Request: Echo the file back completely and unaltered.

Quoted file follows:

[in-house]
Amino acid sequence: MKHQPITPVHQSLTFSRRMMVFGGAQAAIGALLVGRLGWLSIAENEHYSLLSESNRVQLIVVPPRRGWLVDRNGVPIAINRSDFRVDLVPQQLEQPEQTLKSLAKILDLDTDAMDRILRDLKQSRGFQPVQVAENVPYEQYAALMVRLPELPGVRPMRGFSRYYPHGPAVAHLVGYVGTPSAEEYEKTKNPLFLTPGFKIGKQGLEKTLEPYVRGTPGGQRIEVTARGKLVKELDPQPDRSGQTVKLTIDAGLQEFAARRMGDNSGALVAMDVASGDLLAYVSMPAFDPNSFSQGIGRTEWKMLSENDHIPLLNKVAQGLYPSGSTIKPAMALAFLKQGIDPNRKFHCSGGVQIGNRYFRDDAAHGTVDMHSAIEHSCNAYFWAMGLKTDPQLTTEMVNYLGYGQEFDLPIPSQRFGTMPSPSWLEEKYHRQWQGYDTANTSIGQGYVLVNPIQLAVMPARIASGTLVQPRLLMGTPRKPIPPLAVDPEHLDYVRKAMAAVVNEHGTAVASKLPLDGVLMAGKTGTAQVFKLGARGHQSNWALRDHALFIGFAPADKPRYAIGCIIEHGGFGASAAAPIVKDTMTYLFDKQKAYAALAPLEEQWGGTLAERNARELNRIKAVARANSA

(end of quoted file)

[in-house]
Amino acid sequence: MKHQPITPVHQSLTFSRRMMVFGGAQAAIGALLVGRLGWLSIAENEHYSLLSESNRVQLIVVPPRRGWLVDRNGVPIAINRSDFRVDLVPQQLEQPEQTLKSLAKILDLDTDAMDRILRDLKQSRGFQPVQVAENVPYEQYAALMVRLPELPGVRPMRGFSRYYPHGPAVAHLVGYVGTPSAEEYEKTKNPLFLTPGFKIGKQGLEKTLEPYVRGTPGGQRIEVTARGKLVKELDPQPDRSGQTVKLTIDAGLQEFAARRMGDNSGALVAMDVASGDLLAYVSMPAFDPNSFSQGIGRTEWKMLSENDHIPLLNKVAQGLYPSGSTIKPAMALAFLKQGIDPNRKFHCSGGVQIGNRYFRDDAAHGTVDMHSAIEHSCNAYFWAMGLKTDPQLTTEMVNYLGYGQEFDLPIPSQRFGTMPSPSWLEEKYHRQWQGYDTANTSIGQGYVLVNPIQLAVMPARIASGTLVQPRLLMGTPRKPIPPLAVDPEHLDYVRKAMAAVVNEHGTAVASKLPLDGVLMAGKTGTAQVFKLGARGHQSNWALRDHALFIGFAPADKPRYAIGCIIEHGGFGASAAAPIVKDTMTYLFDKQKAYAALAPLEEQWGGTLAERNARELNRIKAVARANSA